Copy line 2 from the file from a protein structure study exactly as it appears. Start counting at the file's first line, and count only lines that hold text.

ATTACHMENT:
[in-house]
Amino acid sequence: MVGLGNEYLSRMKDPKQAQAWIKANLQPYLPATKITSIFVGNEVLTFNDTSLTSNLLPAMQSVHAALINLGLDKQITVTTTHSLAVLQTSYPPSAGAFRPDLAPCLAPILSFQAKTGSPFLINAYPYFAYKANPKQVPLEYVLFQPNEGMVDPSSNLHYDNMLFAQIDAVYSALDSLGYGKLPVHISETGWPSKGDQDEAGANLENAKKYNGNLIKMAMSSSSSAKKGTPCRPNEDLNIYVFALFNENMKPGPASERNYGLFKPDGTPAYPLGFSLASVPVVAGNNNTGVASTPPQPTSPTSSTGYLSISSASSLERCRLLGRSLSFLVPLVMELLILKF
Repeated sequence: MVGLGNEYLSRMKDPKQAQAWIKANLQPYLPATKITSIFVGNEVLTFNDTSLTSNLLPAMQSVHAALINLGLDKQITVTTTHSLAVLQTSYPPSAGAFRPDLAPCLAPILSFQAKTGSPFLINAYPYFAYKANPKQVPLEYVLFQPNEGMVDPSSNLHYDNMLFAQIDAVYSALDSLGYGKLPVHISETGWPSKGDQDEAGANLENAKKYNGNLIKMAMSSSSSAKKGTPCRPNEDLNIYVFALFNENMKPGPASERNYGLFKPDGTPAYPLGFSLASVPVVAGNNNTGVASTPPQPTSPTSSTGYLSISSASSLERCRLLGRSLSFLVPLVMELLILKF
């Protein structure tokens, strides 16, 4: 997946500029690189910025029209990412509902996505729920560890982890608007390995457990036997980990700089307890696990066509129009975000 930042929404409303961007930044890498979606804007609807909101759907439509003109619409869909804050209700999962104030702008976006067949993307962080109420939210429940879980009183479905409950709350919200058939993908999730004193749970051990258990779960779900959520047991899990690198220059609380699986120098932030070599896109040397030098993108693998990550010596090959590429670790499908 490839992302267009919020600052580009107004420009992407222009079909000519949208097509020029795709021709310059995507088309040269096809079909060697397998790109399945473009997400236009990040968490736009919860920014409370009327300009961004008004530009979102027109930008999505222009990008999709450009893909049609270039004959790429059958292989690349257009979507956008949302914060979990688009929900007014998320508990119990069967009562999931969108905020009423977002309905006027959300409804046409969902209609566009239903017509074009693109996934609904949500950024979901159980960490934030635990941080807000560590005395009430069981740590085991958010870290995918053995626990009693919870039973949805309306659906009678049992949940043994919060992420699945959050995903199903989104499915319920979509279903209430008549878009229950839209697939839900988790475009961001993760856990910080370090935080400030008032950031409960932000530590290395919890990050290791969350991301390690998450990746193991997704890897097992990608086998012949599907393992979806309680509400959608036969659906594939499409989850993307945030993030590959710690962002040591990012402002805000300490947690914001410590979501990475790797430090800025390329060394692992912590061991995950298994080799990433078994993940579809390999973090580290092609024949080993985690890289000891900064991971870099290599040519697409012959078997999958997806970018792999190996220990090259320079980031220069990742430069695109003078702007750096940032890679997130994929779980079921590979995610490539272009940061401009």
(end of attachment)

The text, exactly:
Amino acid sequence: MVGLGNEYLSRMKDPKQAQAWIKANLQPYLPATKITSIFVGNEVLTFNDTSLTSNLLPAMQSVHAALINLGLDKQITVTTTHSLAVLQTSYPPSAGAFRPDLAPCLAPILSFQAKTGSPFLINAYPYFAYKANPKQVPLEYVLFQPNEGMVDPSSNLHYDNMLFAQIDAVYSALDSLGYGKLPVHISETGWPSKGDQDEAGANLENAKKYNGNLIKMAMSSSSSAKKGTPCRPNEDLNIYVFALFNENMKPGPASERNYGLFKPDGTPAYPLGFSLASVPVVAGNNNTGVASTPPQPTSPTSSTGYLSISSASSLERCRLLGRSLSFLVPLVMELLILKF